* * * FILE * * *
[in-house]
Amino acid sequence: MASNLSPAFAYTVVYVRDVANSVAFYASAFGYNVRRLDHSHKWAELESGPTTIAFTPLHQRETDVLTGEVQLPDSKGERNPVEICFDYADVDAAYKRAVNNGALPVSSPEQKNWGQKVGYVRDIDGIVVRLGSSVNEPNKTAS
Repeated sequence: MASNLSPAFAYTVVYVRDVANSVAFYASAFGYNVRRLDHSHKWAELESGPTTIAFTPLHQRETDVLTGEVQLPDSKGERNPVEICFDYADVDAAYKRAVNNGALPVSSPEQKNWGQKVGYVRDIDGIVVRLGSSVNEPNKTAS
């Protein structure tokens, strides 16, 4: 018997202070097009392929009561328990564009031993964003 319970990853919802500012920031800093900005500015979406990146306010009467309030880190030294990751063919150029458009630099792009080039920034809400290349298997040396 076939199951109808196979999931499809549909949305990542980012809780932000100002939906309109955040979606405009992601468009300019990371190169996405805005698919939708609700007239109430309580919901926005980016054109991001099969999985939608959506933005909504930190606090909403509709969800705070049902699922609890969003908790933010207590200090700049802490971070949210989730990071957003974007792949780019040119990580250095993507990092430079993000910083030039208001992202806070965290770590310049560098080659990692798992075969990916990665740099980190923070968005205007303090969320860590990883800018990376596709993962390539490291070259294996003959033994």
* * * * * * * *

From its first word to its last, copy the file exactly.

[in-house]
Amino acid sequence: MASNLSPAFAYTVVYVRDVANSVAFYASAFGYNVRRLDHSHKWAELESGPTTIAFTPLHQRETDVLTGEVQLPDSKGERNPVEICFDYADVDAAYKRAVNNGALPVSSPEQKNWGQKVGYVRDIDGIVVRLGSSVNEPNKTAS
Repeated sequence: MASNLSPAFAYTVVYVRDVANSVAFYASAFGYNVRRLDHSHKWAELESGPTTIAFTPLHQRETDVLTGEVQLPDSKGERNPVEICFDYADVDAAYKRAVNNGALPVSSPEQKNWGQKVGYVRDIDGIVVRLGSSVNEPNKTAS
């Protein structure tokens, strides 16, 4: 018997202070097009392929009561328990564009031993964003 319970990853919802500012920031800093900005500015979406990146306010009467309030880190030294990751063919150029458009630099792009080039920034809400290349298997040396 076939199951109808196979999931499809549909949305990542980012809780932000100002939906309109955040979606405009992601468009300019990371190169996405805005698919939708609700007239109430309580919901926005980016054109991001099969999985939608959506933005909504930190606090909403509709969800705070049902699922609890969003908790933010207590200090700049802490971070949210989730990071957003974007792949780019040119990580250095993507990092430079993000910083030039208001992202806070965290770590310049560098080659990692798992075969990916990665740099980190923070968005205007303090969320860590990883800018990376596709993962390539490291070259294996003959033994």